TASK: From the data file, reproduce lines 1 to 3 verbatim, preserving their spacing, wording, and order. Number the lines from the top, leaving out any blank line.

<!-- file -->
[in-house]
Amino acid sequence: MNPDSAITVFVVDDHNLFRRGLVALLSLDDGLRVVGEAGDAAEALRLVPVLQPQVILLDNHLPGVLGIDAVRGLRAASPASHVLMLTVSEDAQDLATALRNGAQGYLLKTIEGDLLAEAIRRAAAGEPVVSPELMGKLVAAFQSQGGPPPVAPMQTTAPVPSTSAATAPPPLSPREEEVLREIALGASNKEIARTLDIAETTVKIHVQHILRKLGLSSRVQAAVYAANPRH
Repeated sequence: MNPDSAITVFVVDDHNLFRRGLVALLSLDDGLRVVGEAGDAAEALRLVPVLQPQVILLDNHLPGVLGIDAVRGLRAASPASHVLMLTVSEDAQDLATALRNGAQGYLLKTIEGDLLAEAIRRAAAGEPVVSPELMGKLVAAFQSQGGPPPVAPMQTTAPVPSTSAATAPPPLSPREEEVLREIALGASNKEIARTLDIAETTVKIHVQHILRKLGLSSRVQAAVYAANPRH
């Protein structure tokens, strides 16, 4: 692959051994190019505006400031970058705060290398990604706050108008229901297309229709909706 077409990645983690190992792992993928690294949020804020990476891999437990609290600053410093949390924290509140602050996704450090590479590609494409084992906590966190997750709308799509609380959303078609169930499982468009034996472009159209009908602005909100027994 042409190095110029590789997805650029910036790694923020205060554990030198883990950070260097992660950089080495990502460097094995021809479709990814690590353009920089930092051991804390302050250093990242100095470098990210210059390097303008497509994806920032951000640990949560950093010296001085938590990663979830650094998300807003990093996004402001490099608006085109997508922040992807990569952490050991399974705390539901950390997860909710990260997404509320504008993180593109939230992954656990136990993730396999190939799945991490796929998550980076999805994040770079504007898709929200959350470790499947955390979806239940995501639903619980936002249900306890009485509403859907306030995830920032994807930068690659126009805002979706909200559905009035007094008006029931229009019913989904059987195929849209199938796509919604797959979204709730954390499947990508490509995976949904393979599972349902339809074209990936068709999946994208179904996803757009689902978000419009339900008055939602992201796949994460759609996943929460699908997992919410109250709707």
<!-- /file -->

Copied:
[in-house]
Amino acid sequence: MNPDSAITVFVVDDHNLFRRGLVALLSLDDGLRVVGEAGDAAEALRLVPVLQPQVILLDNHLPGVLGIDAVRGLRAASPASHVLMLTVSEDAQDLATALRNGAQGYLLKTIEGDLLAEAIRRAAAGEPVVSPELMGKLVAAFQSQGGPPPVAPMQTTAPVPSTSAATAPPPLSPREEEVLREIALGASNKEIARTLDIAETTVKIHVQHILRKLGLSSRVQAAVYAANPRH
Repeated sequence: MNPDSAITVFVVDDHNLFRRGLVALLSLDDGLRVVGEAGDAAEALRLVPVLQPQVILLDNHLPGVLGIDAVRGLRAASPASHVLMLTVSEDAQDLATALRNGAQGYLLKTIEGDLLAEAIRRAAAGEPVVSPELMGKLVAAFQSQGGPPPVAPMQTTAPVPSTSAATAPPPLSPREEEVLREIALGASNKEIARTLDIAETTVKIHVQHILRKLGLSSRVQAAVYAANPRH